Tax Season 2020 will be Easier Thanks to SARS’ New Approach!

SARS has announced changes to this year’s tax filing season, driven partly by its ongoing innovation program and partly by the Covid-19 pandemic. Whilst as author Margaret Mitchell pointed out there never is a convenient time for “death, taxes and childbirth”, SARS’ new changes offer time-saving benefits to taxpayers, and it is important to understand how they will impact on us in practice. 

To that end we set out how Tax Season 2020 is now split into three time frames. We discuss each of them, with additional insight into the “auto assessment” notices that will be sent via SMS. 

We end with a table conveniently summarising the deadlines. 

Death, taxes, and childbirth! There’s never any convenient time for any of them” (Margaret Mitchell, Gone with the Wind)  

This year’s tax season will unfold in a different manner to previous years. These changes have been driven by ongoing innovation at SARS and by the Covid19 pandemic. 

The tax season is split into three time frames: 

 April 15 to May 31 

This is the period when employers submit their reconciliation of employee earnings and all third party information providers (providers of interest certificates, medical aid certificates, retirement earnings are three examples) send their certificates to SARS and the relevant individuals. 

All of the above had to be with SARS by the end of May. 

SARS have used this time to verify information from the National Population Register, the Deeds Office and the Companies’ Register.  

As all of this information becomes available, SARS have begun populating individuals’ tax returns. 

June 1 to August 31 

Taxpayers need to ensure that all their information is up to date and accurate – for example, if they have moved, they need to reflect their new address on eFiling.  Taxpayers should also be testing their eFiling usernames and passwords and ensuring they can communicate electronically with SARS. They should also verify that all third party information is correct. 

SARS will be following up on third party information, checking it for accuracy. In cases where SARS finds substantial non-compliance, they may lay criminal charges against third party information providers (including employers).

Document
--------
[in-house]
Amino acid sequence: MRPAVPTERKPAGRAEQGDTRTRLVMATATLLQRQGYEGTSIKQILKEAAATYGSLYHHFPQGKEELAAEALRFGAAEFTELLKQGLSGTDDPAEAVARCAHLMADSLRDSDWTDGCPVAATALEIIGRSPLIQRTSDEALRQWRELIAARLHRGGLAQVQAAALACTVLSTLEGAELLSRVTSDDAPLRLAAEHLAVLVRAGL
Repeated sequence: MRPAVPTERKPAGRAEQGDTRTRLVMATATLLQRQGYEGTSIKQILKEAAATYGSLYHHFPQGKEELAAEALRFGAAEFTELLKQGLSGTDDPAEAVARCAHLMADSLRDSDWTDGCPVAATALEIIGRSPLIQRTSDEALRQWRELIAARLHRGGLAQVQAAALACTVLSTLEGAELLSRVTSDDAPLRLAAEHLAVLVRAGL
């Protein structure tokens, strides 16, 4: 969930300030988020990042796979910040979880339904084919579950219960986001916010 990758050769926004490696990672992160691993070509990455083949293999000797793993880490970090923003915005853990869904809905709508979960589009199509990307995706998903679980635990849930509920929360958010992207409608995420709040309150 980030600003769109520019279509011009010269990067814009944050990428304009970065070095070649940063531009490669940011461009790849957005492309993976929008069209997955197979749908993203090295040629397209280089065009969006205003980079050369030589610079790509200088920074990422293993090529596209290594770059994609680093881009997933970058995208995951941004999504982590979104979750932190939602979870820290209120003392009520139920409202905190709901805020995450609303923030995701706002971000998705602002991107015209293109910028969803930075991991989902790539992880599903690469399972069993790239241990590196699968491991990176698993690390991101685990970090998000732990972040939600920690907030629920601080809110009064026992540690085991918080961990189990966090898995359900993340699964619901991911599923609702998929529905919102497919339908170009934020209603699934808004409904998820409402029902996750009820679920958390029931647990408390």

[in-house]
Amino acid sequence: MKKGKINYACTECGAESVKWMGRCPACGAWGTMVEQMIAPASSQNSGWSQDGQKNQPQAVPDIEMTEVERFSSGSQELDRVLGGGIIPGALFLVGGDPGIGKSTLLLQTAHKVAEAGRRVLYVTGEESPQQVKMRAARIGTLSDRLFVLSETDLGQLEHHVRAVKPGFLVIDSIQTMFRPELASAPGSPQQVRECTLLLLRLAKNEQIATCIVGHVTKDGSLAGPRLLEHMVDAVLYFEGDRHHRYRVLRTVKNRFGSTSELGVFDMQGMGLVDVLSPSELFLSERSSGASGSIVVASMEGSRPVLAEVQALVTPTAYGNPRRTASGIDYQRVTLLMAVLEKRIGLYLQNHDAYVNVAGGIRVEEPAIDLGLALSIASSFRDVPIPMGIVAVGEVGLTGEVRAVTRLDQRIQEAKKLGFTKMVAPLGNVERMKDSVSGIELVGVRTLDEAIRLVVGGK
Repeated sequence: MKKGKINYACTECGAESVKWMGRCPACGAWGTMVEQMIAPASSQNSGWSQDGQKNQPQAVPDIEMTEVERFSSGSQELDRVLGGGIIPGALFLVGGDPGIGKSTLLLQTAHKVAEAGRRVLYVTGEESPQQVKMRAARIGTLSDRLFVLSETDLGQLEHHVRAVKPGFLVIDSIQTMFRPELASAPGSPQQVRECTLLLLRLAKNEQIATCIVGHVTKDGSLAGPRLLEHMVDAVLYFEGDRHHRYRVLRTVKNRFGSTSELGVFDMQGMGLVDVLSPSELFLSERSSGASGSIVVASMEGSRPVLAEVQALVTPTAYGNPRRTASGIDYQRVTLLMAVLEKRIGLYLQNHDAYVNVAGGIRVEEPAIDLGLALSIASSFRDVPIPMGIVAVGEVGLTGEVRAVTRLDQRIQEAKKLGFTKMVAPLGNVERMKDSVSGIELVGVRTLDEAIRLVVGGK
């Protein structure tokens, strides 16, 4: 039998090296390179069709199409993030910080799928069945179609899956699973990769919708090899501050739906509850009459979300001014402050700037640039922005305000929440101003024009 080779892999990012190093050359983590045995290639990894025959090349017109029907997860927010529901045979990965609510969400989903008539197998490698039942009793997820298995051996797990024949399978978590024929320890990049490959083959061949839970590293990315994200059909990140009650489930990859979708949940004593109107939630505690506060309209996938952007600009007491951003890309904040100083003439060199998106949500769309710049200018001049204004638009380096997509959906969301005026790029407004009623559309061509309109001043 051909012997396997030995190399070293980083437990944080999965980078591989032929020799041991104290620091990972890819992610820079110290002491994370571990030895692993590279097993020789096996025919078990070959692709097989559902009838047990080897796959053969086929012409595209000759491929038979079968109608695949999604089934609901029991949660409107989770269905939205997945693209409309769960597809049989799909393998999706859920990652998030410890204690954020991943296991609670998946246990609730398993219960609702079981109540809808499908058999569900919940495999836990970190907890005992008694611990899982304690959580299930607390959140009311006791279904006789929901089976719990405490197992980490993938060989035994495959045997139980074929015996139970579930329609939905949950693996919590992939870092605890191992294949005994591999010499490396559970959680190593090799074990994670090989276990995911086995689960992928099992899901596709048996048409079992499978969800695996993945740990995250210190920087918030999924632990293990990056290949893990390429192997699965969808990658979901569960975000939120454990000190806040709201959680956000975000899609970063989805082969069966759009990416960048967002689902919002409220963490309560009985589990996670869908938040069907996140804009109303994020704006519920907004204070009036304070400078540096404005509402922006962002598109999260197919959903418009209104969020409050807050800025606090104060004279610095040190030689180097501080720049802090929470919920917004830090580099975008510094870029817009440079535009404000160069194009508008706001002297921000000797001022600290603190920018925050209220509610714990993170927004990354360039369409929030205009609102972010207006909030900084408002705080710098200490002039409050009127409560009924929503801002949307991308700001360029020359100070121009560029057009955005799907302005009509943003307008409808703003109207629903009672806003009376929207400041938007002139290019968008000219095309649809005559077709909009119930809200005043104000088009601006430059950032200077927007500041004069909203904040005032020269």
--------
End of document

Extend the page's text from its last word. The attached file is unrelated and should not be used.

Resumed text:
Auto Assessments 

During this period SARS will issue a large number of taxpayers with auto assessment notices via sms and taxpayers need to check theiron SARS eFiling or SARS MobiApp and indicate to SARS if they accept the assessment outcome. Where the taxpayer accepts the outcome of the auto-assessment, the taxpayer will not be required to submit a return. 

The auto assessment process will take a significant amount of work out of the tax season – many taxpayers benefit by not needing to submit a return and SARS do not need to assist that many people in SARS branches plus they save much admin work.  

SARS will notify taxpayers whose third party data is compliant that they may file early i.e. before September 1. 

September 1 to January 31 

SARS will issue a public notice to confirm which taxpayers need to submit a return. 

Those taxpayers who file manually at a SARS branch must do so by October 22. Taxpayers must make an appointment online to see an assessor and need to arrive on time for their meeting with a reference number SMSed to them by SARS. Due to the impact of Covid19, these appointment rules by SARS will be rigidly enforced.    

Non-provisional taxpayers who file electronically have until November 16 to submit their tax return on SARS eFiling. 

Provisional taxpayers who complete their return electronically must do so on or by January 31, 2021.    

To summarise due dates:  

TAX SEASON 2020 DEADLINES 

Type of Taxpayer  Channel  Due Date 
Non-provisional and provisional taxpayers  Manually at a SARS Branch  22 October 2020 
Non-provisional taxpayers  File electronically  16 November 2020 
Provisional taxpayers  File electronically  31 January 2021 


Although there will be the inevitable teething problems with the new approach, it offers time saving for both taxpayers and SARS.
 

This article is a general information sheet and should not be used or relied upon as professional advice. No liability can be accepted for any errors or omissions nor for any loss or damage arising from reliance upon any information herein. Always contact your financial adviser for specific and detailed advice. Errors and omissions excepted (E&OE)

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